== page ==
Before I flake on this and not pass this on...here is a brand new idea that is worth sharing with all of you. If you are working on an illustration in either Adobe Photoshop or Adobe Illustrator, think a little before you start work. Think about how this piece will be reproduced. If you are inevitably going to print a flat four color process palette, consider creating a "reinforced black" (which means in place of just a single hit of black, you run color directly under the black you are using...giving the black areas full color coverage under the black which results in a deeper, darker, richer black. Mix up a special black for this use:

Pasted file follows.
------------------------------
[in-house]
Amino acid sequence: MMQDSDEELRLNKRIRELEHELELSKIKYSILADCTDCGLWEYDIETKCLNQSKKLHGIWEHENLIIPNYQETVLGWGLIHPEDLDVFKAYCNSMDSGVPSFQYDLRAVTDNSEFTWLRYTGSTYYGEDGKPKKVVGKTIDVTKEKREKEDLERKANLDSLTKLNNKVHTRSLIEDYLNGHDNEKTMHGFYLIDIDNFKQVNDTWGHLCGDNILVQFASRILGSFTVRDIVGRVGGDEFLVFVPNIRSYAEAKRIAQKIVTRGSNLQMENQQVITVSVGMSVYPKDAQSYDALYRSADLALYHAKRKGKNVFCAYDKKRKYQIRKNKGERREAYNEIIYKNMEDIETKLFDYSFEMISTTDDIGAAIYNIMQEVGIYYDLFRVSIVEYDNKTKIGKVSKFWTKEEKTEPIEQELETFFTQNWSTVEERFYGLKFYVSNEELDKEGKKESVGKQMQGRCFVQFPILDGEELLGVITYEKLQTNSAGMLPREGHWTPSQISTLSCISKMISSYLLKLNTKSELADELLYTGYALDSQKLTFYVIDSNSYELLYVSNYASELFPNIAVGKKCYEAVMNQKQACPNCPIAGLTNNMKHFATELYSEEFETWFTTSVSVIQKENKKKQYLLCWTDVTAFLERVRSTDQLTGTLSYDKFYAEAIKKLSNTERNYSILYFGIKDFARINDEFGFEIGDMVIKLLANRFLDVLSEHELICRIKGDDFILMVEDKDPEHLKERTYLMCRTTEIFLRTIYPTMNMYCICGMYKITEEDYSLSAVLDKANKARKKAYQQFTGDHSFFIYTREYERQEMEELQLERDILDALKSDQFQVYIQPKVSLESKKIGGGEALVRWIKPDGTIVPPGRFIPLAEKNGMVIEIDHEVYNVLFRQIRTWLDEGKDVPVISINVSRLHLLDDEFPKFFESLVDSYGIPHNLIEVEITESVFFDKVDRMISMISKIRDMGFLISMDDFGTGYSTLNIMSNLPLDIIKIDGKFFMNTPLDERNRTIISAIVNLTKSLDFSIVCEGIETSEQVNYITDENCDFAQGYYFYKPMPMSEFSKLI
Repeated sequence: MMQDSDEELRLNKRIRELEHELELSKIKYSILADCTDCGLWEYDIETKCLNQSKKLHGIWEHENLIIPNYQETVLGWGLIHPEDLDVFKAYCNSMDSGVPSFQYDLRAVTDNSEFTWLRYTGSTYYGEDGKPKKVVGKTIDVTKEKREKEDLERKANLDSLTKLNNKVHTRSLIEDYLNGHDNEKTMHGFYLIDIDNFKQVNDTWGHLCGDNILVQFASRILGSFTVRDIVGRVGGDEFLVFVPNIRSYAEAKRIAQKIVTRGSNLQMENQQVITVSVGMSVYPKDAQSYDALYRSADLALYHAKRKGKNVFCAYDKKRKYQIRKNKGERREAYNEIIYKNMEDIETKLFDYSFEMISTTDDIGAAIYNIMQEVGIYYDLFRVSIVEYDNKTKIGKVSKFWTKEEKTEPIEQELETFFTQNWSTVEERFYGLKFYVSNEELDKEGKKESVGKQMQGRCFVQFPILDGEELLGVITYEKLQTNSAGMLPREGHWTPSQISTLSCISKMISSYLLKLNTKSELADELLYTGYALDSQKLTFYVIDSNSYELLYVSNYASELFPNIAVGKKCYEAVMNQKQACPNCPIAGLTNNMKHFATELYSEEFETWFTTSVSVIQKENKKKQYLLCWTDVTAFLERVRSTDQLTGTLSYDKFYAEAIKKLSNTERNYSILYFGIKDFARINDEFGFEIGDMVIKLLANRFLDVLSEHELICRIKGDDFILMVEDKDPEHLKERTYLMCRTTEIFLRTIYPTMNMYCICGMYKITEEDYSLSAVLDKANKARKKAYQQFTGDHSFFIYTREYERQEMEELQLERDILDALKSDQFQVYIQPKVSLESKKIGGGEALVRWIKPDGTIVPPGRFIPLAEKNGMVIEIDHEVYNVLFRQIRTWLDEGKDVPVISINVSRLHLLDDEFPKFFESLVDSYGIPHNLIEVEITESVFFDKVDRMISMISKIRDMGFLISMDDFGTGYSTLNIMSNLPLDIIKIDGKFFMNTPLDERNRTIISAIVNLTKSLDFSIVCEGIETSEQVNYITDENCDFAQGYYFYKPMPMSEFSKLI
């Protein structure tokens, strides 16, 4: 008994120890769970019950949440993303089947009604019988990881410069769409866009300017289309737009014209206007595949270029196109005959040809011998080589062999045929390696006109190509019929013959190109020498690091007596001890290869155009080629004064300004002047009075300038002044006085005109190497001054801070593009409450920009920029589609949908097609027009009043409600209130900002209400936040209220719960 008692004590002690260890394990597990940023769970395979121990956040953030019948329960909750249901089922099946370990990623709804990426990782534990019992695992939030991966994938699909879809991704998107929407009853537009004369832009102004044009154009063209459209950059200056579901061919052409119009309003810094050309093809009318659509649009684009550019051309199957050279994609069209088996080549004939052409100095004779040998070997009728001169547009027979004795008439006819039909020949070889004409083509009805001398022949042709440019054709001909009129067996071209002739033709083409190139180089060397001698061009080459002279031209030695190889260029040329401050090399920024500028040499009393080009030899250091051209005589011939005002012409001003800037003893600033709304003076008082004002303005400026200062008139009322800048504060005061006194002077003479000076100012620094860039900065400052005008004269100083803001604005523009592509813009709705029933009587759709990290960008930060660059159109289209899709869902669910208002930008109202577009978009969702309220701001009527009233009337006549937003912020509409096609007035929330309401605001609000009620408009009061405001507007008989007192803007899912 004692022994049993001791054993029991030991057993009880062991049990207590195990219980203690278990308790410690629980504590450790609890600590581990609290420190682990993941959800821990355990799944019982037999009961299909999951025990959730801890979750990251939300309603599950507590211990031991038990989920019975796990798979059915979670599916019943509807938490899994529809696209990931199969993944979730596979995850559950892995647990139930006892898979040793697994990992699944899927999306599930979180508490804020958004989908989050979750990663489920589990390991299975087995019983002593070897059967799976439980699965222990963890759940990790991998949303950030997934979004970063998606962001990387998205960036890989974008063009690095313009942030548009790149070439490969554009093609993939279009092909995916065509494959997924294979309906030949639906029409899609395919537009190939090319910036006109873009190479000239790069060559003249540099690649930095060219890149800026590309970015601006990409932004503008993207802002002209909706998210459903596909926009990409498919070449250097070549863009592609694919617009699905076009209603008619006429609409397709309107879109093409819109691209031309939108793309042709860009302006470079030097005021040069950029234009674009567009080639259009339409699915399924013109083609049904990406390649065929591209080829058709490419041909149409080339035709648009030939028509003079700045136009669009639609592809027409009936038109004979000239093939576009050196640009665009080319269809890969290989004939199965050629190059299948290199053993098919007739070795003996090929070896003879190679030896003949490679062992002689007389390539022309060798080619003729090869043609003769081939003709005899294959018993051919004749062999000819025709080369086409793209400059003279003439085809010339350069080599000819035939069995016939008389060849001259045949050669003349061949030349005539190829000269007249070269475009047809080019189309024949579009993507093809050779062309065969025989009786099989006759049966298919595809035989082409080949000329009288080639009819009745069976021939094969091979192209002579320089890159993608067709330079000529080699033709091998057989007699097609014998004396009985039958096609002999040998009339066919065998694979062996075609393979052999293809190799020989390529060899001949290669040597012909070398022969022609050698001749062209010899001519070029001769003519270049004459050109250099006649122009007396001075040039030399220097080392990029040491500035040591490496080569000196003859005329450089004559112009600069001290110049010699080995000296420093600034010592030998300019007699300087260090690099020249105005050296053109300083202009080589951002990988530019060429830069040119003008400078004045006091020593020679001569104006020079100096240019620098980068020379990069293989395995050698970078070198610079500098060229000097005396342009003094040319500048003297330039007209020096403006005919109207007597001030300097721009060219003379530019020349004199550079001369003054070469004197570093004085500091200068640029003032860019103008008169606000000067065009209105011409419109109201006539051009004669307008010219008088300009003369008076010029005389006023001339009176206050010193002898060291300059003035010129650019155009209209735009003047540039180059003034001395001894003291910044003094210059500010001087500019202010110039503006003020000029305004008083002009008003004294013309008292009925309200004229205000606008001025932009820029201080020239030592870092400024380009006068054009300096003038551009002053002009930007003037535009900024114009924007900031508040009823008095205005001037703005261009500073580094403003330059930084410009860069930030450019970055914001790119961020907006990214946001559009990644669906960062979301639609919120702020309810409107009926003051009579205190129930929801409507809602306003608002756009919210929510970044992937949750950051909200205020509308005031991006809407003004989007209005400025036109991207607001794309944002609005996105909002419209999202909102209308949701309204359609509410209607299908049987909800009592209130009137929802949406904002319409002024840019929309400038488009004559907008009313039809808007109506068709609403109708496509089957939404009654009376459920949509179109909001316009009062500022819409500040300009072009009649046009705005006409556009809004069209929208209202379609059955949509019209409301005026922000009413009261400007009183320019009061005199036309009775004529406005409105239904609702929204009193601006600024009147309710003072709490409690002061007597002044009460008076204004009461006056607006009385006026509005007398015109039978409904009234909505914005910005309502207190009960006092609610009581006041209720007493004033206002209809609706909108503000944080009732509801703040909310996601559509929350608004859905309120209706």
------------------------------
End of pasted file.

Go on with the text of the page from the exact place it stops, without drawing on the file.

"When you want an area of solid black within a document, 100% black (K) will not result in a solid, saturated black. You should use rich black, which is made by mixing other colors of ink with black ink to produce a much darker, deeper black on press than can be achieved by using black ink alone. To create rich black on pieces printed by a printer that prints strictly process, your CMYK calibration values must be 50% Cyan (C), 40% Magenta (M), 40% Yellow (Y), and 100% Black (K)."
And, it really works. Gorgeous.
But, if you are just working with output from your epson--and planning on framing the piece--this is inconsequential. But if you are ever planning on printing the piece, this reinforced black is a "secret sauce".